Insider's Guide to Spas
Parrot Cay

Resorts

Parrot Cay

Becca Hensley


After a long journey, I’ve crashed at Keith Richards’ place. He’s not here right now. If he were, I wouldn’t be. After all, he might not like to see how deeply my kids are settling into his couch. Our consolation is that Robert, our affable butler, he who comes with this Balinese-style beach house on a private island in the Turks & Caicos, will be by shortly to erase all the furrows we’ve left while lounging on Richard’s furniture.

Of course, Richards is used to strangers messing up his house. He’s not the only celebrity who owns villas on Parrot Cay, once a pirate-infested, uninhabited island, now a paradisiacal wellness haven. Next door, find Bruce Willis’ (large) place; down the beach, live Christie Brinkley and Donna Karan. And there are others—seems there’s always somebody famous frolicking about this shimmering, too-good-to-be-true retreat.

Owned by Como, an Asian hotel group, fueled by a philosophy of wellness, Parrot Cay’s underlying raison d’etre is to support guests in unraveling the knots of a hectic world. They hope a stay here will begin a transformation that will continue once guests return home. It must work, because harried visitors return in hoards, taking a week at Parrot Cay as if it were the tablets from a bottle of medicine.

Of course, you can come here and not worry about wellness at all. My husband’s napping on a white-cushioned lounge chair around the villa’s private pool, beer bottle at his side. And my kids have hustled down the sugary one-mile beach to take out some sailboats. So, while they relax their way, I rejuvenate as I prefer: by taking a yoga practice.

Parrot Cay’s underlying raison d’etre is to support guests in unraveling the knots of a hectic world. They hope a stay here will begin a transformation that will continue once guests return home. It must work, because harried visitors return in hoards, taking a week at Parrot Cay as if it were the tablets from a bottle of medicine.

With just over 60 rooms in its main hotel building and a handful of family-sized, free-standing villas placed in secluded spots along the beach, Parrot Cay exudes intimacy. Zen-like, it feels less like a Caribbean hideaway, and more like a Balinese sanctuary. The main hotel is contemporary colonial in style with white-washed walls, salmon-hued terra-cotta tiles, and bits of azure blue meant to mirror the sea. The pool ringed by linen-capped daybeds, appears to flow all the way to the horizon. From our villa’s deck, we see nothing but ocean. We might be Robinson Caruso if the dude had digs this posh on his deserted island. As it is, it’s enough to loaf about the same pool Keith Richards does when he takes residence. This villa, a clutter-free panoply of white-draped Balinese beds, hammocks, and whitewashed wooden walls, soothes away the jetsam and flotsam of everyday life in an instant.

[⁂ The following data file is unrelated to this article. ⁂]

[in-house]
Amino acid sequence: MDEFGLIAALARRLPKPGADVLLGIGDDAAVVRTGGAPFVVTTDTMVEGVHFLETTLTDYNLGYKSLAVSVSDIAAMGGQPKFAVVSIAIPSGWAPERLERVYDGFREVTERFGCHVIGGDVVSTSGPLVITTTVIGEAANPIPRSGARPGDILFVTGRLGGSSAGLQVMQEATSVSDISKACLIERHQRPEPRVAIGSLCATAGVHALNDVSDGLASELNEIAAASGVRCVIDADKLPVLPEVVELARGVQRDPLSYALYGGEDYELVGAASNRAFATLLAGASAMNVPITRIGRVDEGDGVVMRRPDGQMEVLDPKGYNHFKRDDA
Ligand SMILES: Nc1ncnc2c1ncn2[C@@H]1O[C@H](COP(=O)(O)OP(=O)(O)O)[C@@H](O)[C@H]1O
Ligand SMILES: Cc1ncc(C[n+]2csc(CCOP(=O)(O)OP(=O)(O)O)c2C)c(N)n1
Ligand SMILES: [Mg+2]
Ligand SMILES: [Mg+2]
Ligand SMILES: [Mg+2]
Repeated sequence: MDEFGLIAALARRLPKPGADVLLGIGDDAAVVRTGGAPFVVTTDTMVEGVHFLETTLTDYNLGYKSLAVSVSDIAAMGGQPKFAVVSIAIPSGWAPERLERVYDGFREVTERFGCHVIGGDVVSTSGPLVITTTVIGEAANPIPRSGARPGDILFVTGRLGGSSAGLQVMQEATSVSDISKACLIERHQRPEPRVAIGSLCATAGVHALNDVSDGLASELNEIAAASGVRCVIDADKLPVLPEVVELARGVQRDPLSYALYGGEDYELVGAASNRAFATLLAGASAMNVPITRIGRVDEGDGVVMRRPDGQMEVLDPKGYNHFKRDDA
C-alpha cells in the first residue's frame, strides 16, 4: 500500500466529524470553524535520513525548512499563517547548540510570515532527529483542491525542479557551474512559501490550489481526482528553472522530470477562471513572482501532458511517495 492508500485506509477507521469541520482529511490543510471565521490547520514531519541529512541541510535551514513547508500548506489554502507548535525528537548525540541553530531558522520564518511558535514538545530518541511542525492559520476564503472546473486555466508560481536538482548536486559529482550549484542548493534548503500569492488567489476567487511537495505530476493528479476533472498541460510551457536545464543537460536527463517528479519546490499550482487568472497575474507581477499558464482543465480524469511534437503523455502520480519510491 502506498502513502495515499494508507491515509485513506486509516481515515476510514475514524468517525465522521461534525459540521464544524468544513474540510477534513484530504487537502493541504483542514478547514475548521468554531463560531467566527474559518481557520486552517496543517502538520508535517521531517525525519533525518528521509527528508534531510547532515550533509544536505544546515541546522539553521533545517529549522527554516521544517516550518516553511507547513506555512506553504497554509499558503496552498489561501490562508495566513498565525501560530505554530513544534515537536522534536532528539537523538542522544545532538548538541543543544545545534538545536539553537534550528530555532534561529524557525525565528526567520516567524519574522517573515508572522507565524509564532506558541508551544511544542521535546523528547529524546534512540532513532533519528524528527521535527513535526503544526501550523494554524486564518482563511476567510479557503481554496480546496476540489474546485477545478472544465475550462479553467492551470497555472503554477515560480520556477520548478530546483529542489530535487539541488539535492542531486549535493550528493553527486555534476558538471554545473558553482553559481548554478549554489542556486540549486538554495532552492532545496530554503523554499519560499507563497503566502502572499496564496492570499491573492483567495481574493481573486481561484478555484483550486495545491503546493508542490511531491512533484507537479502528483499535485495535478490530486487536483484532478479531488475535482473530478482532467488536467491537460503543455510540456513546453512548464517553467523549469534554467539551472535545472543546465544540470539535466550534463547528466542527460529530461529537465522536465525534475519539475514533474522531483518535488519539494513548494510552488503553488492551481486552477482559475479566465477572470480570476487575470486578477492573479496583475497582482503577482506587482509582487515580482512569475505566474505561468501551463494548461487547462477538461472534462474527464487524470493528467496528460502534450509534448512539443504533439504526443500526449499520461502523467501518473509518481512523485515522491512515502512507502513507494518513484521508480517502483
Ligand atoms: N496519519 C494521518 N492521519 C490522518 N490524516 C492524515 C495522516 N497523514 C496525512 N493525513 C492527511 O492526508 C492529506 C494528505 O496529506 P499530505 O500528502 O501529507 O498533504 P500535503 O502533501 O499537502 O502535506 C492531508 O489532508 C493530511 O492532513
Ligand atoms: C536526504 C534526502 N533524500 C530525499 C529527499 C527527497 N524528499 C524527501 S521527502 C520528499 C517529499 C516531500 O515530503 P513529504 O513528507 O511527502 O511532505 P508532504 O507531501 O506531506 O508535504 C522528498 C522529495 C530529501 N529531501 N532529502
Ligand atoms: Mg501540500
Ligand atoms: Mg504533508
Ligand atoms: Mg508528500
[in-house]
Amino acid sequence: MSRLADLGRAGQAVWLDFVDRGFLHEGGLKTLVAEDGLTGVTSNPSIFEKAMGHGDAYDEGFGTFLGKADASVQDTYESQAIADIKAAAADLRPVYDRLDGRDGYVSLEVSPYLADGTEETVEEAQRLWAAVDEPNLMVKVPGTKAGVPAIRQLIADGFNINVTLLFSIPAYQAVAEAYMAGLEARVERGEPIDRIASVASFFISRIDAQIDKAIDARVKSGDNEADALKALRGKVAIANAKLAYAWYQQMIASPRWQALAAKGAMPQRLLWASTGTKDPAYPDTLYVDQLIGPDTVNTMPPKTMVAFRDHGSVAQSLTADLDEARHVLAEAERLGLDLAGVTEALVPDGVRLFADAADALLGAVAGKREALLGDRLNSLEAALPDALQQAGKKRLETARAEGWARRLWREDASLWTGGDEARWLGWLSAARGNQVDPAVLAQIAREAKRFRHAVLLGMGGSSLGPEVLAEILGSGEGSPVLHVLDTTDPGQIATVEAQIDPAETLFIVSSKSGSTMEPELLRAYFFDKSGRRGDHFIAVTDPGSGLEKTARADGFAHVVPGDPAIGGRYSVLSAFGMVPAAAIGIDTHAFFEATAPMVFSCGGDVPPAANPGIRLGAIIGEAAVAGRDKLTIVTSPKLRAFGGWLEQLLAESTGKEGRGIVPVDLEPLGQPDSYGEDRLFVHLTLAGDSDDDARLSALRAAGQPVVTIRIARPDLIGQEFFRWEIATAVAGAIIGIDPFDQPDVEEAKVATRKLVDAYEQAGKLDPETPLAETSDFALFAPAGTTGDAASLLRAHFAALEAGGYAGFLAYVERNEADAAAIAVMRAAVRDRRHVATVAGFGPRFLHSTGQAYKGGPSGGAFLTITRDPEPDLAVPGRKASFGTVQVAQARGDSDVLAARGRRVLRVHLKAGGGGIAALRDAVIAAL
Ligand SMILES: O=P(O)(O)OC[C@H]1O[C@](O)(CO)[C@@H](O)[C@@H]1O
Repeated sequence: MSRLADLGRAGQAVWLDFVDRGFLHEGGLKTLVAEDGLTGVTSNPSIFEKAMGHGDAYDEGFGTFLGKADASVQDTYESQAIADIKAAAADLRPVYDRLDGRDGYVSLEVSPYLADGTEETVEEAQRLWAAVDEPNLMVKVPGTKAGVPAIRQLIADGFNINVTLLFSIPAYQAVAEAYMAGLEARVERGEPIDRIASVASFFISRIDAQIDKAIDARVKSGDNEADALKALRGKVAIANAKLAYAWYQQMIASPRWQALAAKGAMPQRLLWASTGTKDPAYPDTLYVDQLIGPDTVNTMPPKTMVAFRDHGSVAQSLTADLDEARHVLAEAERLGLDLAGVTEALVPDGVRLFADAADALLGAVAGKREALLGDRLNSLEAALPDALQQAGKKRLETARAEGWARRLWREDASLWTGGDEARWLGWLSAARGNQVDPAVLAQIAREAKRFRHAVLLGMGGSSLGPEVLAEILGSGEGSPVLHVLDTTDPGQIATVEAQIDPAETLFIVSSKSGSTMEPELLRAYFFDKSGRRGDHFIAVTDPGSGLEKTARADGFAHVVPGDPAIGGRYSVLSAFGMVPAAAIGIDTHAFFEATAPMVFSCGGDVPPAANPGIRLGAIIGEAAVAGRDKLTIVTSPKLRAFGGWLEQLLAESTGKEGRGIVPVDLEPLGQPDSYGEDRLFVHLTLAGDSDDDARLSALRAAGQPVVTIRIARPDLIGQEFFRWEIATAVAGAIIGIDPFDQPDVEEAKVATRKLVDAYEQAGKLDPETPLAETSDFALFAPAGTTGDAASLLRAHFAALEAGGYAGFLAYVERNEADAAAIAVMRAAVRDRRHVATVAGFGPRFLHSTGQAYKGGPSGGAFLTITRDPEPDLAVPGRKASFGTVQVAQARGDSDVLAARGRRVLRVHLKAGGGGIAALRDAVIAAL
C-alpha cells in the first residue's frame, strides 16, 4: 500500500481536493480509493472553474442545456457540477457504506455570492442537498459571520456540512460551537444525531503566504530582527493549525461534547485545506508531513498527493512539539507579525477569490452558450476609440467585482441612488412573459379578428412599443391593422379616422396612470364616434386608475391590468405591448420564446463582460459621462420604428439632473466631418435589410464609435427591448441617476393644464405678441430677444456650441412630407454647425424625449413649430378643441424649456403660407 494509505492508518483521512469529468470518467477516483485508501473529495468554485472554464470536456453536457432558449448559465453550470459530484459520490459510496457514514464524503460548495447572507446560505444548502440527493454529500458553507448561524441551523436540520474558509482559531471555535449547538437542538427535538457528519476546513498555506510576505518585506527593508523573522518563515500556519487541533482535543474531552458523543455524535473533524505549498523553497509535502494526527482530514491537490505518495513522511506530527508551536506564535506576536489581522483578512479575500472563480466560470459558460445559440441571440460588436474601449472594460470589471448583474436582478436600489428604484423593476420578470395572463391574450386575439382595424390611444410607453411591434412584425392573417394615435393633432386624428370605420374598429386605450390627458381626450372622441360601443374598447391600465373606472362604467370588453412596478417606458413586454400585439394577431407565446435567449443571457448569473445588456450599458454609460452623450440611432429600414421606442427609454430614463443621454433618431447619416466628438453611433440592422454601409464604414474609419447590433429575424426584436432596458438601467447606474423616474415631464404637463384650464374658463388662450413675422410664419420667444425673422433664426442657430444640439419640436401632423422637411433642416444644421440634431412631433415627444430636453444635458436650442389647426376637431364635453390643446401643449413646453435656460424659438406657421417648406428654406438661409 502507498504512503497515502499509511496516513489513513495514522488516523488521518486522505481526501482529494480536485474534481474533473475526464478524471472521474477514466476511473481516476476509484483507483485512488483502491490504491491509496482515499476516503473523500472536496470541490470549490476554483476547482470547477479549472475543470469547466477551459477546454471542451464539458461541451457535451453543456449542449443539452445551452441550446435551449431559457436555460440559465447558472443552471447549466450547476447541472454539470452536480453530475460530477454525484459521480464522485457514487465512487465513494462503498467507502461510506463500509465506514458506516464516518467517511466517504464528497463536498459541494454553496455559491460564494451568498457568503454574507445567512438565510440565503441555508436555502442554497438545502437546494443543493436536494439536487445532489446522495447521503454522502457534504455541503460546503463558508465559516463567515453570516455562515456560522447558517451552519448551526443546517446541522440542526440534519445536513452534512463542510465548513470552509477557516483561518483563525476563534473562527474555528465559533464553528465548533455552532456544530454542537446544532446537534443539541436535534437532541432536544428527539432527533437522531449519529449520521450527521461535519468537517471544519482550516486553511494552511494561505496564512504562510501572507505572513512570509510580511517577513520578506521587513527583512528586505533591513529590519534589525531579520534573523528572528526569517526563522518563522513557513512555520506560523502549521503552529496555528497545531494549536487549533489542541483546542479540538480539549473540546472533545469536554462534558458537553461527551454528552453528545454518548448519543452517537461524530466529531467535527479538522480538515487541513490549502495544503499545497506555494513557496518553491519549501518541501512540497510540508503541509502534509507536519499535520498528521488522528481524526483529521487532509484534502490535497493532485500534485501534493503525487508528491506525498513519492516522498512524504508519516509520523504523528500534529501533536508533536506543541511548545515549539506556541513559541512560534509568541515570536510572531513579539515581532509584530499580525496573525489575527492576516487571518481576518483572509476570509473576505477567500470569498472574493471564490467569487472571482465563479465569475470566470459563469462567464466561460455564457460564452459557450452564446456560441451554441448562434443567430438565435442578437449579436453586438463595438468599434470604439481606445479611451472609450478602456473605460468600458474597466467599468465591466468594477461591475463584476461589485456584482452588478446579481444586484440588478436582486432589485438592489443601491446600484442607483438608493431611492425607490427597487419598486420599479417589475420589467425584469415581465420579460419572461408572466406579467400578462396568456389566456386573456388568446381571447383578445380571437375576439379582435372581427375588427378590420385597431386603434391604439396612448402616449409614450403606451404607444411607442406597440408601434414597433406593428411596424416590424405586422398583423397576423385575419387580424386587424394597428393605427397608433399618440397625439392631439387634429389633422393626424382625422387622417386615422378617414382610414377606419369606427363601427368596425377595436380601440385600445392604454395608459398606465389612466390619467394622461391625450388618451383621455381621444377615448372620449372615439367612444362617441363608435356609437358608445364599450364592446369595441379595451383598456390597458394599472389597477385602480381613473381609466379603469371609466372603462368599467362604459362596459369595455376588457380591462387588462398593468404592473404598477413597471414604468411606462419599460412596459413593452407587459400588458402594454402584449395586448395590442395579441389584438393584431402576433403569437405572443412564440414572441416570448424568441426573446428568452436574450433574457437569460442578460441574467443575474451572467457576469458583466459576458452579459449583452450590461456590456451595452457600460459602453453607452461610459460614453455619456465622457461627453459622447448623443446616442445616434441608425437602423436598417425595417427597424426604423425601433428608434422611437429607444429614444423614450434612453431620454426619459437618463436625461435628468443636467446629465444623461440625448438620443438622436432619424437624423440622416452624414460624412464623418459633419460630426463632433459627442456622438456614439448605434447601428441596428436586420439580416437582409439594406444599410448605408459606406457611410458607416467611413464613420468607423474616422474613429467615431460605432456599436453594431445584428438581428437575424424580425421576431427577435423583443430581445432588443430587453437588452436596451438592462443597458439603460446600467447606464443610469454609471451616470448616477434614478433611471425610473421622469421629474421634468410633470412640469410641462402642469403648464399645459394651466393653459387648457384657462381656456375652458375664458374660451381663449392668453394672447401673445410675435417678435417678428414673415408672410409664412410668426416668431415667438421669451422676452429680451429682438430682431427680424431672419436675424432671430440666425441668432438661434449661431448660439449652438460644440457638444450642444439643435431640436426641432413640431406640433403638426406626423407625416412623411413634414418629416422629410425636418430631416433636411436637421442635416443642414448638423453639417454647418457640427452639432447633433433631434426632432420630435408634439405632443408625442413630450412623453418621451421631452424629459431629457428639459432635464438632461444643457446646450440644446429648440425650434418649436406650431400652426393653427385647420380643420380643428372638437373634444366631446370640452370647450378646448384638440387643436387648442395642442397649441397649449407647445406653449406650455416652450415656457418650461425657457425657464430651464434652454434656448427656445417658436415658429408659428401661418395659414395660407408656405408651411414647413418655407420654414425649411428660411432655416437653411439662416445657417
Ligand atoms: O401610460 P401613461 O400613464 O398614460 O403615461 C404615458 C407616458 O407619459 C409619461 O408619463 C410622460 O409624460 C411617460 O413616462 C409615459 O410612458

But the true heartbeat of the resort is the holistic Shambhala Spa. Here, free, daily yoga and Pilates classes lure people from the beaches at 5:00 pm. In an unexpected twist, they become Parrot Cay’s version of happy hour. Sunburned, relaxed, joyful guests meet in the 1,300-square-foot yoga room, aired by island breezes, to reconnect with the world. To the titter of local birds, guests can also arrange pranayama and meditation lessons, consult with the resort’s renowned Ayurvedic doctor, or sign up for any number of Eastern-influenced spa treatments. During my stay, I swoon to a sybaritic Javanese Royal Lulur Bath, in which I am slathered with ginger, turmeric, and sandalwood, before sinking into a pot of yoghurt.

Many guests plan their trips to Parrot Cay around the resort’s renowned visiting yogi programs. Sign up to practice with some of the world’s most famous yoga teachers, from Rodney Yi to Shiva Rea, in retreats that offer five hours of yoga practice daily for five days. Alternatively, Parrot Cay also caters to Pilates aficionados, bringing some of the best Pilates instructors to the pavilion, as well. Those who wish can take the program a step further by ordering spa cuisine in the resort’s various restaurants. The “healthy” king prawn and green mango salad I order from the everchanging spa cuisine menu on my visit is so scrumptious my teenagers steal sloppy forkfuls off my plate with relish.

But Keith Richards’ vacation home and private island aside, by far the highlight of my stay was zoning into bliss during shavasana while my yoga teacher sang to me in—as happened when the inimitable Amy Clifford was the on-site yoga master, and used her otherworldly crooning to help take us to another plane—a transformative travel moments that I will gladly live again and again.

If You Go

Parrot Cay is just an hour’s flight from Miami. Arrive in Turks & Caico’s Provo, then proceed to Parrot Cay by private boat. The hotel will meet you at the airport. When you arrive to the island, staff will greet you on the dock like you are long-lost family. You’ll hop into a golf cart and be swept away to your room or villa.

Upcoming Retreats

April 2015, Spring Into Balance: The Curry Sisters Yoga Retreat at Parrot Cay

 

Becca Hensley

Becca Hensley

Based in Austin, Contributing Editor Becca Hensley writes regularly about travel and spas. She believes a good story draws you in like laughter in a crowded room, and challenges you to do it justice. Her work appears regularly in Austin Monthly, Travel Channel, Toronto Star and National Geographic Traveler.